14. Why is there no information on the likelihood of flooding for my area?
The method for calculating the likelihood of flooding is independent of the method for calculating flood extents. The likelihood calculations are more complex and require more detailed input datasets. For a very small number of locations, this extra data was not available at the time of production of the likelihood of flooding. We are continually improving and updating the data and will be reducing the areas where there is no information.
15. Why does clicking within either of the blue areas of floodplain tell me that my area is outside the extent of an extreme flood, when the map shows my area clearly in the floodplain?
The information accessed through clicking within either of the blue areas of floodplain is a snapshot of flood likelihood, at a national scale. There are two possible reasons why it may tell you that you are outside the extent of an extreme flood when the map shows your area in the floodplain. One possible reason is that the area you are looking at falls in or within three metres of a river, estuary or sea. In this case you may wish to try clicking slightly further away.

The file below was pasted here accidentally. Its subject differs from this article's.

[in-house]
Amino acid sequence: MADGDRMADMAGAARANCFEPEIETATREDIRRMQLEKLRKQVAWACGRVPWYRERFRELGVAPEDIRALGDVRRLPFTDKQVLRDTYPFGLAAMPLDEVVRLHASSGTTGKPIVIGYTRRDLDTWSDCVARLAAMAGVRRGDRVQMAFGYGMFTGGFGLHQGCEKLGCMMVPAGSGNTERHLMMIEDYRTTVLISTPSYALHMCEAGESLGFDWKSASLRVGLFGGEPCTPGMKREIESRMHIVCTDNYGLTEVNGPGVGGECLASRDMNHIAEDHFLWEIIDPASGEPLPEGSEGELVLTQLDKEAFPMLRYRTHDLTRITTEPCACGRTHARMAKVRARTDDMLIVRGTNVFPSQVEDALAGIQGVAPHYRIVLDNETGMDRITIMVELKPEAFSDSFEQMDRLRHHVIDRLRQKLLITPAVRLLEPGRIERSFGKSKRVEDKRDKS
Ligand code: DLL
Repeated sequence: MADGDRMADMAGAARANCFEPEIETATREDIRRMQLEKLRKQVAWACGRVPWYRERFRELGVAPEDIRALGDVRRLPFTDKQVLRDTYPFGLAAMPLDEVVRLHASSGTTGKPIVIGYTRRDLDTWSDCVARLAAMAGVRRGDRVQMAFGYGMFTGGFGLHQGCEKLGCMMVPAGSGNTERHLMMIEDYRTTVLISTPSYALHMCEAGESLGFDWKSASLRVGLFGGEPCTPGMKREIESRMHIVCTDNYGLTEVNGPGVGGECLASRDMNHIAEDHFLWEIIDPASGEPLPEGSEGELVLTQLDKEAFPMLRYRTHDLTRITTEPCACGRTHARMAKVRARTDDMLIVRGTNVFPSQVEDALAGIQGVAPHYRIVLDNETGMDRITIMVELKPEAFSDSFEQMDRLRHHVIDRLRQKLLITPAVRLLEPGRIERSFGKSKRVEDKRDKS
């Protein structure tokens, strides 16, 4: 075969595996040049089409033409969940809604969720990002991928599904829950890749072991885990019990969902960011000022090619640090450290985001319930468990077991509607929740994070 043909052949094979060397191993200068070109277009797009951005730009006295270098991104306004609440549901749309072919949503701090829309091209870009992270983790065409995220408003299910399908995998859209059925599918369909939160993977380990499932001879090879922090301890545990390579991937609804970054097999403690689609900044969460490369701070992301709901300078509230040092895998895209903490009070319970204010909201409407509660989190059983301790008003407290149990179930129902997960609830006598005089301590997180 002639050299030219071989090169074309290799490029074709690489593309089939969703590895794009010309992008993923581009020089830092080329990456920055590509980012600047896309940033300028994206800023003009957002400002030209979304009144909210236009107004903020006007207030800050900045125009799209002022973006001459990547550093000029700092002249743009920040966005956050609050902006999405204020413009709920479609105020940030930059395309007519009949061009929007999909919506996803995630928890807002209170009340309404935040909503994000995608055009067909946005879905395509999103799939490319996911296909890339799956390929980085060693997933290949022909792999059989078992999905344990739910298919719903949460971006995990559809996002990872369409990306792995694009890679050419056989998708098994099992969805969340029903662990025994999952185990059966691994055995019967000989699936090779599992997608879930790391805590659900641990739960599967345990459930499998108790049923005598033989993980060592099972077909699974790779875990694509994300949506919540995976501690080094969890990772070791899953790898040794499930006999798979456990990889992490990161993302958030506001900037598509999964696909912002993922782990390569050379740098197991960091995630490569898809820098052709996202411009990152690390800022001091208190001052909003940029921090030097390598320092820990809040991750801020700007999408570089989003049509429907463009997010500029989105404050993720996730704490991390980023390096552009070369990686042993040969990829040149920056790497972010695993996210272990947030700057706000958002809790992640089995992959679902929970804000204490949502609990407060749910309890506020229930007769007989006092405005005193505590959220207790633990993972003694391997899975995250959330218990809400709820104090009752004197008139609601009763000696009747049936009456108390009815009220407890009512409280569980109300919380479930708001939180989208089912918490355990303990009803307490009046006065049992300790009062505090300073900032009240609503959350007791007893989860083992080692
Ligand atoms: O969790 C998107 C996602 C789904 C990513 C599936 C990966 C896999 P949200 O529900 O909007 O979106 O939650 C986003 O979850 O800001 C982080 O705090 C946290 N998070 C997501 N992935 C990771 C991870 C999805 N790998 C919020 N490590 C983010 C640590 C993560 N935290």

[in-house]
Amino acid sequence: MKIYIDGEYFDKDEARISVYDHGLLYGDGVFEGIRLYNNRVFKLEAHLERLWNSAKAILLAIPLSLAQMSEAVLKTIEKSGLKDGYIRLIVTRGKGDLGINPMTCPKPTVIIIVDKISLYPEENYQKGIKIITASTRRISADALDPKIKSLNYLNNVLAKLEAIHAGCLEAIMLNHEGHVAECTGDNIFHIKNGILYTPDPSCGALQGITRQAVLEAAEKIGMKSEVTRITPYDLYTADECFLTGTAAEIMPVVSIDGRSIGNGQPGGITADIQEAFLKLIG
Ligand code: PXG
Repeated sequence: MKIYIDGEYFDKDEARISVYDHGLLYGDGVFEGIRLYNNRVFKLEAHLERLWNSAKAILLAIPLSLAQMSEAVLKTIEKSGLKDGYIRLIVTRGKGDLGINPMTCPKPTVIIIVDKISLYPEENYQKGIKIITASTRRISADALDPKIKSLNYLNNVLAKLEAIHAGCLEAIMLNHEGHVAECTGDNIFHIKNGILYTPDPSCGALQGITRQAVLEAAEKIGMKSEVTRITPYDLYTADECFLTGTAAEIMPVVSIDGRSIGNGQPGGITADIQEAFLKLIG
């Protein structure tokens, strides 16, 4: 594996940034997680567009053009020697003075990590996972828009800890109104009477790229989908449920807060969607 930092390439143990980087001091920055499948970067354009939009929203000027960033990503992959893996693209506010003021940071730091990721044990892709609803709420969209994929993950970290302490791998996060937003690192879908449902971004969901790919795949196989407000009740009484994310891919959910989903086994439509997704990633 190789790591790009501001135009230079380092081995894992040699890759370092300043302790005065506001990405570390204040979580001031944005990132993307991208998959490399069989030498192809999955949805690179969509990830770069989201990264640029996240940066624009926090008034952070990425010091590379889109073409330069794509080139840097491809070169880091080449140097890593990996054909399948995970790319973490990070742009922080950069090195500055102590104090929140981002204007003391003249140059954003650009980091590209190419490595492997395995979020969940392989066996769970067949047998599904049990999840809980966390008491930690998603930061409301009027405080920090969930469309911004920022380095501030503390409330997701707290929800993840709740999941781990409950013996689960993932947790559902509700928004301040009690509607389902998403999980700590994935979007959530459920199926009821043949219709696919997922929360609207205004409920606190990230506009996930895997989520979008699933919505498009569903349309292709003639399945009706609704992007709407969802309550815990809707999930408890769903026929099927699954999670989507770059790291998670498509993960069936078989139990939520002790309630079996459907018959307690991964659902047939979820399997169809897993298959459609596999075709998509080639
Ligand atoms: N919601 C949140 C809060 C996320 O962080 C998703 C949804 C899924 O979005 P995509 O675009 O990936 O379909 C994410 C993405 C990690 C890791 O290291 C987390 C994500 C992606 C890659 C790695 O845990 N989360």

The second possible reason is that we have updated the mapped extent of extreme flood - which we will do every three months if we have better information - but have not yet updated the assessment of likelihood of flooding.
16. Why does an area behind a defence still have a 'significant' or 'moderate' flood likelihood?
Flood defences do not completely remove the risk of flooding, but they do reduce it. Defences are built to withstand a flood of a certain magnitude but can be overtopped or fail either in extreme weather conditions or due to poor condition. Defences are built to different design standards according to local needs. Information on the likelihood of flooding takes account of the condition of defences as well as the standard of protection they provide. Your local Environment Agency office may be able to provide more information on the defences in your area. Call 0370 8506506 to find out who to contact in your local office.